Abstract: The Barthel Index is a valid measure of disability. In this study we investigated the reliability of four different methods of obtaining the score in 25 patients: self-report, asking a trained nurse who had worked with the patient for at least one shift, and separate testing by two skilled observers within 72 hours of admission. Analysis of total (summed) scores revealed a close correlation between all four methods: a difference of 4/20 points was likely to reflect a genuine difference. In individual items, most disagreement was minor and involved the definition of middle grades. Asking an informed nurse or relative was as reliable as testing, and is quicker.

2,319 citations

Journal ArticleDOI
01 Nov 2012
TL;DR: A comprehensive survey to examine the development and current status of various aspects of sensor-based activity recognition, making a primary distinction in this paper between data-driven and knowledge-driven approaches.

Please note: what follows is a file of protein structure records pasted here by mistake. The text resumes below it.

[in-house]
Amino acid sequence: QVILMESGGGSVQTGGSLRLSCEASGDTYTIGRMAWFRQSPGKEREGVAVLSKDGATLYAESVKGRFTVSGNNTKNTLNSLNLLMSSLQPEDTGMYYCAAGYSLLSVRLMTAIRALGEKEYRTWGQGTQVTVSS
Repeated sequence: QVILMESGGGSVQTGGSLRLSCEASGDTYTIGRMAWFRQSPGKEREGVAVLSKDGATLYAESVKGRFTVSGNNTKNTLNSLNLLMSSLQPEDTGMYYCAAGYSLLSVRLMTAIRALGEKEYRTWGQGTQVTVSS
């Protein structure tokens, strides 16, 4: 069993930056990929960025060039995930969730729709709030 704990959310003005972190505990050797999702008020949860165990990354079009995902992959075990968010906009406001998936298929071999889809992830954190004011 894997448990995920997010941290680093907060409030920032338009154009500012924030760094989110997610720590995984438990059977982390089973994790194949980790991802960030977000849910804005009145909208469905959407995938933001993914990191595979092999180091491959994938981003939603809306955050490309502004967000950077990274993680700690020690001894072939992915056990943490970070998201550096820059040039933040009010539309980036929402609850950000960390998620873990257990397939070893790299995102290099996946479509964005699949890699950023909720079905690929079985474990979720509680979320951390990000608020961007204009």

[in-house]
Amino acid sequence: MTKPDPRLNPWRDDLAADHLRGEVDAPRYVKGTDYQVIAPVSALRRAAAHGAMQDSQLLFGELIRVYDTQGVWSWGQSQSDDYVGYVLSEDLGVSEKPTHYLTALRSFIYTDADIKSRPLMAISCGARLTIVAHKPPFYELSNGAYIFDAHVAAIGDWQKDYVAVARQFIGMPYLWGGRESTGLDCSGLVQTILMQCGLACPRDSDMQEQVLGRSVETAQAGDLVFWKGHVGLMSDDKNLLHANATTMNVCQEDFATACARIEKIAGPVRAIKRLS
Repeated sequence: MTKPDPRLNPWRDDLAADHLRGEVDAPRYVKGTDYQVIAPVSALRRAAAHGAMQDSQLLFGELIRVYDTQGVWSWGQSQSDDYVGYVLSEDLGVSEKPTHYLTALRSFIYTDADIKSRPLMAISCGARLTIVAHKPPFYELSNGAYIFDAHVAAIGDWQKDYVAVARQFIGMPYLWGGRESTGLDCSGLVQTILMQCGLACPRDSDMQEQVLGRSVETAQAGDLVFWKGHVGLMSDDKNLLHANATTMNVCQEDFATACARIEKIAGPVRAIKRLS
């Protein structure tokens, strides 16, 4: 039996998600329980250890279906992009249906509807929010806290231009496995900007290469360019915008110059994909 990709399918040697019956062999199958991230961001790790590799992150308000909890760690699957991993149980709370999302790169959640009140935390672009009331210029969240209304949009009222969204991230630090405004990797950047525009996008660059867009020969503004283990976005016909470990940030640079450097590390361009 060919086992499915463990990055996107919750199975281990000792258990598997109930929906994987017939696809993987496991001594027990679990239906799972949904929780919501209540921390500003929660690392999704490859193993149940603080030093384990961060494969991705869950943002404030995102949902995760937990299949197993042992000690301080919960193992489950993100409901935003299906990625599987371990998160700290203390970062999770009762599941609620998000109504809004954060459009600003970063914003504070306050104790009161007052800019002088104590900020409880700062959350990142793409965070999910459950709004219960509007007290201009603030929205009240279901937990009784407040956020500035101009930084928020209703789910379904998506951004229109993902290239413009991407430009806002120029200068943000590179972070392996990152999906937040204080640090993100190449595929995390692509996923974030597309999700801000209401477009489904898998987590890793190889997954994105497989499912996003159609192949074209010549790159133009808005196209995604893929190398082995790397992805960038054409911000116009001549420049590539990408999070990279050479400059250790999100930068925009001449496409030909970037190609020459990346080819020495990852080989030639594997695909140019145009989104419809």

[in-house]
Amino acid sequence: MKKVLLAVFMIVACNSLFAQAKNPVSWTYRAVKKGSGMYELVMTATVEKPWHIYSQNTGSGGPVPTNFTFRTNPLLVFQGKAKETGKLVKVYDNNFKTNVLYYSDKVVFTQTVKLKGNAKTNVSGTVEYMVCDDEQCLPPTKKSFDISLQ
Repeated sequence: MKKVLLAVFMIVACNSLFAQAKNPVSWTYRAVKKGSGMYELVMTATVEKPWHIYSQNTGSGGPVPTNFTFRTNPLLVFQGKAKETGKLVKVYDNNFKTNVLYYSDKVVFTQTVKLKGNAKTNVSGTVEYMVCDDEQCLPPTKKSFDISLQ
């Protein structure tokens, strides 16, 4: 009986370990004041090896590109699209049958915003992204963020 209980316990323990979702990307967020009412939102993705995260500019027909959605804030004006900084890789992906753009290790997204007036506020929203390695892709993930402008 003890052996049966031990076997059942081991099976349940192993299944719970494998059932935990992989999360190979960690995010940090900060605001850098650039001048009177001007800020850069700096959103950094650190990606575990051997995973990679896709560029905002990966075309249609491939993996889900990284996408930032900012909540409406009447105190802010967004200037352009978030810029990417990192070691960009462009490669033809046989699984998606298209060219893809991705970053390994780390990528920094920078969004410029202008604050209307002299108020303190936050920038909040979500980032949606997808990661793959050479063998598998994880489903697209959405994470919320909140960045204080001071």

Abstract: Research on sensor-based activity recognition has, recently, made significant progress and is attracting growing attention in a number of disciplines and application domains. However, there is a lack of high-level overview on this topic that can inform related communities of the research state of the art. In this paper, we present a comprehensive survey to examine the development and current status of various aspects of sensor-based activity recognition. We first discuss the general rationale and distinctions of vision-based and sensor-based activity recognition. Then, we review the major approaches and methods associated with sensor-based activity monitoring, modeling, and recognition from which strengths and weaknesses of those approaches are highlighted. We make a primary distinction in this paper between data-driven and knowledge-driven approaches, and use this distinction to structure our survey. We also discuss some promising directions for future research.